While no one can agree on an exact number, there are as many as 6,000 known species of frogs. They are found almost everywhere in the world, with over 300 species native to the United States alone. There are just as great a number of cute frogs out there, and we have hand-picked 11 of the cutest just for you!
Even though some people may be terrified of frogs, they are some of the cutest creatures on the planet. Despite their unbelievably adorable appearance, these are not just cute cartoon frogs; they actually exist!
1. Budgett’s Frog
Why is it cute: Has tiny eyes, a big mouth, and a flat body; known as the “Hippo” or “Freddie Kruger” frog
Scientific name: Lepidobatrachus laevis
Habitat: Paraguay, Bolivia, Argentina
Budgett’s Frogs are often kept as pets and are also known for their unusually loud vocalizations when scared. Their flat body, large eyes, and mouth give them a cute, cartoon-like look, which has led to the frog being nicknamed the “Hippo Frog.” They are also known as the Freddie Krueger frog.
Budgett’s Frog is classed as a ‘least concern’ conservation status, which means they are not currently threatened with extinction in the near future. This designation indicates that the species is abundant, widespread, and secure.
2. Mission Golden-Eyed Tree Frog
Why is it cute: Has a friendly expression, big eyes, and big blue-tipped feet
Scientific name: Trachycephalus resinifictrix
Habitat: Amazon rainforest
Credit: Neil R
Mission Golden-Eyed Tree Frogs are fairly large, with female frogs reaching up to 3.5 inches in length. While the adult frogs are not so spectacular in how they look, juveniles are a bright blue color, making them surprisingly beautiful and cute creatures. Also known as an Amazon milk frog, this species is known for excreting milk from its skin when scared or stressed. Mission Golden-Eyed Tree Frogs are also of ‘least concern’ of extinction.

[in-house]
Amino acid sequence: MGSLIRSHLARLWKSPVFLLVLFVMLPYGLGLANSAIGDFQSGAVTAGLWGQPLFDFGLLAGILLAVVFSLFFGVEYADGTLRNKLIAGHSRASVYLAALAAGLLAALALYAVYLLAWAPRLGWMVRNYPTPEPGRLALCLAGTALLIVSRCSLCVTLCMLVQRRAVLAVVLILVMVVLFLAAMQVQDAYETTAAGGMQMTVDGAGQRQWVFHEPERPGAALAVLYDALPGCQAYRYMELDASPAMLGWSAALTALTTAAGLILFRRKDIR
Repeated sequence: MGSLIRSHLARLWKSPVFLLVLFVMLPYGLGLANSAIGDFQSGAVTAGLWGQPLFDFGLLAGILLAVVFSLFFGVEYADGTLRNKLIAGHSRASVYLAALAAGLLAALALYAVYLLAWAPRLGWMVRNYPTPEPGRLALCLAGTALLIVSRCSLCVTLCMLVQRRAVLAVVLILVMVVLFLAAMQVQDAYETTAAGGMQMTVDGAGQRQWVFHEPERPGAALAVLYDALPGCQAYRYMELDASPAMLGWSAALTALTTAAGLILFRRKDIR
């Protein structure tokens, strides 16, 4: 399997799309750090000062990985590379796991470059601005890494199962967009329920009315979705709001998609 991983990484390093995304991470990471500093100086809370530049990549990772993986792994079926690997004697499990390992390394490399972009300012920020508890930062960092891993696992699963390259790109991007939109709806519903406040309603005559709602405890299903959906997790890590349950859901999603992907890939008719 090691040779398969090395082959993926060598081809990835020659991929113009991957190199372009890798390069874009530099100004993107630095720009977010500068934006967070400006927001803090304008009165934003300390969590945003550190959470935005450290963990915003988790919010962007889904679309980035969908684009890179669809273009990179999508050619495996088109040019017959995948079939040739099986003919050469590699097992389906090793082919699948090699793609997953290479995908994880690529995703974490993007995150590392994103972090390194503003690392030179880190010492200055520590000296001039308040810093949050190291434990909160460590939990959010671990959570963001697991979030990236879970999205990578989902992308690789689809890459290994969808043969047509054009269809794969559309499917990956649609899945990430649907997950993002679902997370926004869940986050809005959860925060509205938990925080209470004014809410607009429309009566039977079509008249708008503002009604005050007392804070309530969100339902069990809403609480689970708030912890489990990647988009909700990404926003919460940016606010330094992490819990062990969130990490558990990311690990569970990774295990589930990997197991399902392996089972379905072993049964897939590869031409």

3. Tomato Frog
Why is it cute: Has big eyes and mouth that give it a funny but cute look
Scientific name: Dyscophus antongilii
Credit: Frank Vassen
The Tomato Frog is a species of frog known for its bright red or orange colors. It has a wide, flat head and a short, stubby body. The tomato frog has a unique defense mechanism – it releases a thick substance in the mouth of its predators, which is a numbing toxin and causes the predator to let go of the frog.
Tomato Frogs’ conservation status is ‘near threatened’, which means they are currently close to being threatened with extinction in the near future but are not yet considered threatened. Conservation efforts are needed to ensure the species’ long-term survival.
4. Golden Poison Frog
Why is it cute: Has a tiny serious-looking face that, coupled, with its body stance, gives off a cocky but cute attitude
Scientific name: Phyllobates terribilis
Habitat: Colombia rainforests
Credit: Brian Gratwicke
Despite its tiny size, the Golden Poison Frog is highly toxic, containing enough poison to kill ten grown men. It is likely the most poisonous animal on earth, so if you spot one, try to resist its cute appearance and do not touch it under any circumstance.
Golden Poison Frogs are an endangered species, which means they are in immediate danger of extinction, and urgent conservation measures are needed in order to prevent their extinction.
5. Australian Green Tree Frog
Why is it cute: With those adorable eyes, who wouldn’t agree they are so cute
Scientific name: Ranoidea caerulea
Habitat: Australia, New Guinea, and New Zealand
Credit: Stephen Michael Barnett
The Australian Green Tree Frog is typically light to bright green in color with a pale yellow underside. They are also known for their distinctive “quacking” call when under threat. This frog species has a docile nature and is one of the most popular pet frogs out there. The Australian Green Tree Frog is of ‘least concern’ of extinction, according to the International Union for Conservation of Nature (IUCN).
6. Red-Eyed Tree Frog
Why is it cute: Has a tiny body, big eyes, and beautiful eyes that make it irresistibly cute
Scientific name: Agalychnis callidryas
Habitat: Central America
Credit: Brian Gratwicke
The Red-Eyed Tree Frog is a type of arboreal frog, meaning that it spends most of its time in trees, using its adhesive toe pads to cling to branches and leaves. The red-eyed tree frog is known for its bright red eyes and lime-green body.